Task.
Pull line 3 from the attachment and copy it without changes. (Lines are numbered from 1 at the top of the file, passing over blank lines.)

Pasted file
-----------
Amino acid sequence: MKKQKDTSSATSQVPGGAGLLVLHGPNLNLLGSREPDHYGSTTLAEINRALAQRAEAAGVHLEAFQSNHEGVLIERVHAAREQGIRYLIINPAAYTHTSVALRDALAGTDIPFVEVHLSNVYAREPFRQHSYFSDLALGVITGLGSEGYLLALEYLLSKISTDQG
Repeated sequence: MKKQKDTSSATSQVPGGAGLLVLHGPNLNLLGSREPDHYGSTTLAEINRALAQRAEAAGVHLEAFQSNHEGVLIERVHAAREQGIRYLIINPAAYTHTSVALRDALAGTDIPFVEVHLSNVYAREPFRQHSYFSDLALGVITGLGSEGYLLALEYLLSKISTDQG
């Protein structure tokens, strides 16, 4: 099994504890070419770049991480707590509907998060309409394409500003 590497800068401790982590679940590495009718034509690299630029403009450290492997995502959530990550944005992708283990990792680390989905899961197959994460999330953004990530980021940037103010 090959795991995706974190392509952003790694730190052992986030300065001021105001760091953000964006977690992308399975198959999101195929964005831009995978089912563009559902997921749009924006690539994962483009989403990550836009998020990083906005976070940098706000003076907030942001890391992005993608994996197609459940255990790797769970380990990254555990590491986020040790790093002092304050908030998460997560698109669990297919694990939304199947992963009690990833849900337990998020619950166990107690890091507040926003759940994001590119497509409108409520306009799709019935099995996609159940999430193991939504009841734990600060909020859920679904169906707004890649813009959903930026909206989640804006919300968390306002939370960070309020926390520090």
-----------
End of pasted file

């Protein structure tokens, strides 16, 4: 099994504890070419770049991480707590509907998060309409394409500003 590497800068401790982590679940590495009718034509690299630029403009450290492997995502959530990550944005992708283990990792680390989905899961197959994460999330953004990530980021940037103010 090959795991995706974190392509952003790694730190052992986030300065001021105001760091953000964006977690992308399975198959999101195929964005831009995978089912563009559902997921749009924006690539994962483009989403990550836009998020990083906005976070940098706000003076907030942001890391992005993608994996197609459940255990790797769970380990990254555990590491986020040790790093002092304050908030998460997560698109669990297919694990939304199947992963009690990833849900337990998020619950166990107690890091507040926003759940994001590119497509409108409520306009799709019935099995996609159940999430193991939504009841734990600060909020859920679904169906707004890649813009959903930026909206989640804006919300968390306002939370960070309020926390520090």